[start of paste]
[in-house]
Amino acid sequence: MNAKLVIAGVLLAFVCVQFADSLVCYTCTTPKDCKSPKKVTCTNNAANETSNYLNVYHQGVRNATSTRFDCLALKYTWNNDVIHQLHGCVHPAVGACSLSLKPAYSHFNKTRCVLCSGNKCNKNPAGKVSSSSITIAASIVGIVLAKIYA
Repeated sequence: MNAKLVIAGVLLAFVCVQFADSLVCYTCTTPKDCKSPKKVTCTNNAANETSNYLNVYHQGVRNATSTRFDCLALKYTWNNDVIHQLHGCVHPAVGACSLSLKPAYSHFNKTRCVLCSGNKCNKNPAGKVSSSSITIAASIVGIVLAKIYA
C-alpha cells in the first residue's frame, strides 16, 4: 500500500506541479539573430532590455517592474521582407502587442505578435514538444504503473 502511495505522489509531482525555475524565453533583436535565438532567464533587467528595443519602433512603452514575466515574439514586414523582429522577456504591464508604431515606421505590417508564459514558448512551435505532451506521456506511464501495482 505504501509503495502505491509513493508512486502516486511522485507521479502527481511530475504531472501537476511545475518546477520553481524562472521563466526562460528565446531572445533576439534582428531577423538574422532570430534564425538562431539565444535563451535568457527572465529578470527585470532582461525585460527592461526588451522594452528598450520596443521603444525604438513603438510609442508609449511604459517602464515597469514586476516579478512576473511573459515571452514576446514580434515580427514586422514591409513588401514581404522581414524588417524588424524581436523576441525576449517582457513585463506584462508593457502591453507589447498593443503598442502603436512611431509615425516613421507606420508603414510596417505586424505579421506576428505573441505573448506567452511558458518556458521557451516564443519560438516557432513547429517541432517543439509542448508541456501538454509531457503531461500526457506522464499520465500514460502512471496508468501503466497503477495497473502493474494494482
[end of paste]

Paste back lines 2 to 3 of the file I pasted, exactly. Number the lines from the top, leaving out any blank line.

Amino acid sequence: MNAKLVIAGVLLAFVCVQFADSLVCYTCTTPKDCKSPKKVTCTNNAANETSNYLNVYHQGVRNATSTRFDCLALKYTWNNDVIHQLHGCVHPAVGACSLSLKPAYSHFNKTRCVLCSGNKCNKNPAGKVSSSSITIAASIVGIVLAKIYA
Repeated sequence: MNAKLVIAGVLLAFVCVQFADSLVCYTCTTPKDCKSPKKVTCTNNAANETSNYLNVYHQGVRNATSTRFDCLALKYTWNNDVIHQLHGCVHPAVGACSLSLKPAYSHFNKTRCVLCSGNKCNKNPAGKVSSSSITIAASIVGIVLAKIYA